or Connect
ChefTalk.com › ChefTalk Cooking Forums › Cooking Discussions › The Camp Cook › A dutch oven dome
New Posts  All Forums:Forum Nav:

A dutch oven dome

post #1 of 7
Thread Starter 
Saw a new product in an outdoors store today. It was an insulating dome for using a camp dutch oven on a gas stove. It's used in combination with a heat diffuser to temper the bottom heat.

This is a link to the maker's page for the product. It was cheaper at the store. Looked interesting and fairly durable.

DOCOVER Dutch Oven Dome - Camp Chef

This would be a worthwhile addition for me where even charcoal is often banned as a heat source. Haven't really decided whether to get one or not yet though.

Also saw that Lodge has brought the smoothly curving sidewall of a classic chef's skillet to the 8 and 10 inch skillet size and not just in the 12" pro line size. If you want a 12", the pro line is still the only option though i like the handle design of the standard line better.
post #2 of 7
If there's a gimick with no real purpose somebody will invent it, I reckon.

Two things come immediately to mind with that product. First, if you're going to cook on a gas burner, just use a flat-bottomed kettle (i.e., what most people think of as a Dutch oven). Nor is there any need for a heat diffuser---we're talking cast iron here, not earthenware.

Second, the unit in the pix is a hermorphodite. The pot has three legs, as a real Dutch oven would. But it has a domed lid, rather than a recessed one as you'd actually find on a Dutch oven.

The maker (or its blurb writer, at least) obviously has no idea how a convection oven works, either. Creating a dead zone of hot air doesn't make it a convection oven. It's quite possible that heat would be retained better with it (cast iron is, in actuality, a heat sink that normally radiates heat outwards). But that's called insulation, not convection.
They have taken the oath of the brother in blood, in leavened bread and salt. Rudyard Kipling
Reply
They have taken the oath of the brother in blood, in leavened bread and salt. Rudyard Kipling
Reply
post #3 of 7
I have to say I do alot of camp cooking with a dutch oven over a similar stove and I would have no use for this product.

I agree with KYH too these people dont know what they are talking about!
post #4 of 7
Thread Starter 
It's not dead air, it's vented on top. No, i wouldn't call it a convection oven either. Having seen it in person, I can see where they're going with the idea.
post #5 of 7
If you can see it as useful, Phil, I must be missing something from the pix and description.

If it's vented at the top, and doesn't have a dead-air blanket, then even more I fail to see the point. What, exactly, is it supposed to be contributing?
They have taken the oath of the brother in blood, in leavened bread and salt. Rudyard Kipling
Reply
They have taken the oath of the brother in blood, in leavened bread and salt. Rudyard Kipling
Reply
post #6 of 7
Thread Starter 
Sure, you can simmer your way to many great cast iron dishes on a stove.

The design is to add significant top heating while minimizing the comparatively intense bottom heat. In other words to support baking on a stove where you wouldn't have top heat otherwise. The heat diffuser, besides deflecting heat into the side wall area acts as a stand to raise the oven further from the flame because you're going to burn the bottom of any baked good otherwise, cast iron or not.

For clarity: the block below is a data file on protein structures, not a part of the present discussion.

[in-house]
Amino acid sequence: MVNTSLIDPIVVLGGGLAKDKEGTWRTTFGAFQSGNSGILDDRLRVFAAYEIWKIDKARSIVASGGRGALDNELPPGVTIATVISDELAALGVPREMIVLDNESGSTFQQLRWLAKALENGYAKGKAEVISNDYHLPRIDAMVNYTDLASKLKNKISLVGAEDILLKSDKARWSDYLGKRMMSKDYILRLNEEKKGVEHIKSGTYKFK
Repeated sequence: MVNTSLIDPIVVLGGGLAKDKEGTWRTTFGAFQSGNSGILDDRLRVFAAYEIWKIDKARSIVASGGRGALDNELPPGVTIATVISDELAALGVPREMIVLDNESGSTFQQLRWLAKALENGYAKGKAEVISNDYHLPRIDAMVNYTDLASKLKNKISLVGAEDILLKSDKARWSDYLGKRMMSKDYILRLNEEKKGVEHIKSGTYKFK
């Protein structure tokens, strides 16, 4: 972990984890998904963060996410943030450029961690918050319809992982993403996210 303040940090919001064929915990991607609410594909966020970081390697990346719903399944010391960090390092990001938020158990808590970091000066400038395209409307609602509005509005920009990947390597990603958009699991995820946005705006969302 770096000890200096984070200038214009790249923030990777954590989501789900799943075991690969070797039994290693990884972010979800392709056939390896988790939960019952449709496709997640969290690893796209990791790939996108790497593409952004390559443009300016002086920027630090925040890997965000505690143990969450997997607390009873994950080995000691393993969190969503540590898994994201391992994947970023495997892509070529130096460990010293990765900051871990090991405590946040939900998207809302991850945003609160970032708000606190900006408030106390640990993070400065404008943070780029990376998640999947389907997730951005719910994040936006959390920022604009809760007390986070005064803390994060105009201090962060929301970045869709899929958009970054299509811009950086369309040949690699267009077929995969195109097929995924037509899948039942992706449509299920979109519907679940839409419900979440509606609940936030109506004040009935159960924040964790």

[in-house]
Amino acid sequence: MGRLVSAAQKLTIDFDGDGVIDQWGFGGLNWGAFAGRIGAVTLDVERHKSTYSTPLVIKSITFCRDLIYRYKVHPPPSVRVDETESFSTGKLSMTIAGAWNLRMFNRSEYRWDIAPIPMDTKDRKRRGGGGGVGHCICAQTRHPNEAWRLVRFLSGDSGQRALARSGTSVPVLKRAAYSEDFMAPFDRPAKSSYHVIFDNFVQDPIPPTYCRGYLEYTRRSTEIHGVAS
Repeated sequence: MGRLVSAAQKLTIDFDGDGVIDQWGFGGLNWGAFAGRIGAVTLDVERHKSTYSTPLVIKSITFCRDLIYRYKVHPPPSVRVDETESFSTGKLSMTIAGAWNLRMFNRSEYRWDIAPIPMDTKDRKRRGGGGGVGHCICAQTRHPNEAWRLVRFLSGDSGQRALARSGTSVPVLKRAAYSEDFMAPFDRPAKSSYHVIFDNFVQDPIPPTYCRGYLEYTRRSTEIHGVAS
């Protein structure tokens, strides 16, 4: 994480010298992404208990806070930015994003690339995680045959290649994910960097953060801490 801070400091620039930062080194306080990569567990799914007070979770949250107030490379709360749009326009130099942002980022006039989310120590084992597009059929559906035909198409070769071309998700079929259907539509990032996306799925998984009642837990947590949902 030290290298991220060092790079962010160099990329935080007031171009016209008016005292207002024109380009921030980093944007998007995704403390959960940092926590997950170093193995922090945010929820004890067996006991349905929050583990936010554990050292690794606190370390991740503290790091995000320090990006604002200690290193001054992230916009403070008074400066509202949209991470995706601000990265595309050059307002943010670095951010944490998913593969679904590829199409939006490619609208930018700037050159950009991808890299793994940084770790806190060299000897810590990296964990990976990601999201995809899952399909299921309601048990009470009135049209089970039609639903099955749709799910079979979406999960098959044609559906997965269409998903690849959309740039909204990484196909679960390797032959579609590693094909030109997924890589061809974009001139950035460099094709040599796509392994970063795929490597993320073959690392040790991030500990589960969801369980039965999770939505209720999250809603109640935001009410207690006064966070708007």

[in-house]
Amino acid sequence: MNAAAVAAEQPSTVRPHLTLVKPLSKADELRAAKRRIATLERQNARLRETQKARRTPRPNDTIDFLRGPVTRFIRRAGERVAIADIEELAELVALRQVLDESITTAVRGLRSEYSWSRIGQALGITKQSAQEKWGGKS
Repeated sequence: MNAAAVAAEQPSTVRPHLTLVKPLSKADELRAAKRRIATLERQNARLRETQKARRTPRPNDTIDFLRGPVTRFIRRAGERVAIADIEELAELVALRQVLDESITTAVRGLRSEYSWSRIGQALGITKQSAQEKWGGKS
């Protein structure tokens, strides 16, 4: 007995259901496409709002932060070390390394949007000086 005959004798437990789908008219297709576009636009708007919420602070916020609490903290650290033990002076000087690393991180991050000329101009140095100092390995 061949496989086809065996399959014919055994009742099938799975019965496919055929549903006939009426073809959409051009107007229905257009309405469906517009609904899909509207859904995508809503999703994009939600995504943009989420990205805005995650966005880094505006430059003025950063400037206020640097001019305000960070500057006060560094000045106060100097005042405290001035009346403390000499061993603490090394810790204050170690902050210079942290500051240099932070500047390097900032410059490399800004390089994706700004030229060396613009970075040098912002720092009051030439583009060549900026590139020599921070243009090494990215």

I suspect they fiddled with a lot of vent sizes to find one that works though to what extent remains to be seen.

i've seen people attempt this in other ways, usually heating a duplicate lid on another burner and swapping them every 10 minutes-ish. But that's a disaster for raised baked goods; tolerable for a pie or such. It may be that it only works for a certain burner level achieving only one highish temp, I'd suspect in the 400 degree range. Wouldn't surprise me. I can see the vent keeping the temperature more even in the baking chamber rather than stratifying or maybe smothering the burner from combustion products.

And remember, this is the high desert with frequent fire bans so finding a convenient way to bake without open fire/charcoal with gear you mostly already have is a compelling concept. Camp Chef is headquartered an hour away from me up in Logan Utah.

it's fairly new on the market and I've not found any reviews yet, even among the IDOS (International Dutch Oven Society) crowd.

I don't KNOW that it works, but if it does, even at just 400, it offers some performance that would be worthwhile to me.
post #7 of 7
Thread Starter 
One more caveat.

Most of the serious bakers in DO circles in my experience use 14" and 16" ovens. bread in a 12" is sort of limited compared to the loaves and such the larger ovens support. This device is for 12 or smaller.

I've made focaccia in 14 and 16 inch ovens inverted. Didn't brown as well a the edges as I was hoping but it was still pretty good.

Cooking inverted is easier for a number of baked goods in my opinion. You'd need a lid stand in that case for this cover to work. Fortunately, I have those in my kit as well already from my earlier inverged cooking adventures.
New Posts  All Forums:Forum Nav:
  Return Home
  Back to Forum: The Camp Cook
ChefTalk.com › ChefTalk Cooking Forums › Cooking Discussions › The Camp Cook › A dutch oven dome